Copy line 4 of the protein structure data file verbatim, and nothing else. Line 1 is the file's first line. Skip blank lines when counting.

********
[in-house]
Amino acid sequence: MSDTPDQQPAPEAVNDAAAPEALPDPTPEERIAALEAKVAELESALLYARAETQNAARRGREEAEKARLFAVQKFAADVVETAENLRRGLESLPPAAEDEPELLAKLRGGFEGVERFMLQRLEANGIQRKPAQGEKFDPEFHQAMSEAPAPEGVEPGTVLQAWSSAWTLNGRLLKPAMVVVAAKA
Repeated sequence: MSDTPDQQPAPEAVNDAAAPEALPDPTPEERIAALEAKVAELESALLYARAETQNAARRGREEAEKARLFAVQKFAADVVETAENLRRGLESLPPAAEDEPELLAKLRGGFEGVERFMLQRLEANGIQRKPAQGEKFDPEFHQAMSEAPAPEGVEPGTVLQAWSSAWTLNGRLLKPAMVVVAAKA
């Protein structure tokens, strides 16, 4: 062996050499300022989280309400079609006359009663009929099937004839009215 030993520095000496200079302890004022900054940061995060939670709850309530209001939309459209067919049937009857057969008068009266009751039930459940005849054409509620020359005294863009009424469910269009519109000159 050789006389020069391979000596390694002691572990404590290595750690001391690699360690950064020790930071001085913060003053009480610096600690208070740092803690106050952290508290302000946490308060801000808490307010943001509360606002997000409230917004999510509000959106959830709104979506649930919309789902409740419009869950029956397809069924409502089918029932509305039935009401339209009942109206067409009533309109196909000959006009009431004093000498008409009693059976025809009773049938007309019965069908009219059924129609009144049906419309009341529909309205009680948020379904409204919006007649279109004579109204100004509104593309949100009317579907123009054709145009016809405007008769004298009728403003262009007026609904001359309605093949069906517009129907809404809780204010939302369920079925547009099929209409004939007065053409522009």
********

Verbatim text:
């Protein structure tokens, strides 16, 4: 062996050499300022989280309400079609006359009663009929099937004839009215 030993520095000496200079302890004022900054940061995060939670709850309530209001939309459209067919049937009857057969008068009266009751039930459940005849054409509620020359005294863009009424469910269009519109000159 050789006389020069391979000596390694002691572990404590290595750690001391690699360690950064020790930071001085913060003053009480610096600690208070740092803690106050952290508290302000946490308060801000808490307010943001509360606002997000409230917004999510509000959106959830709104979506649930919309789902409740419009869950029956397809069924409502089918029932509305039935009401339209009942109206067409009533309109196909000959006009009431004093000498008409009693059976025809009773049938007309019965069908009219059924129609009144049906419309009341529909309205009680948020379904409204919006007649279109004579109204100004509104593309949100009317579907123009054709145009016809405007008769004298009728403003262009007026609904001359309605093949069906517009129907809404809780204010939302369920079925547009099929209409004939007065053409522009």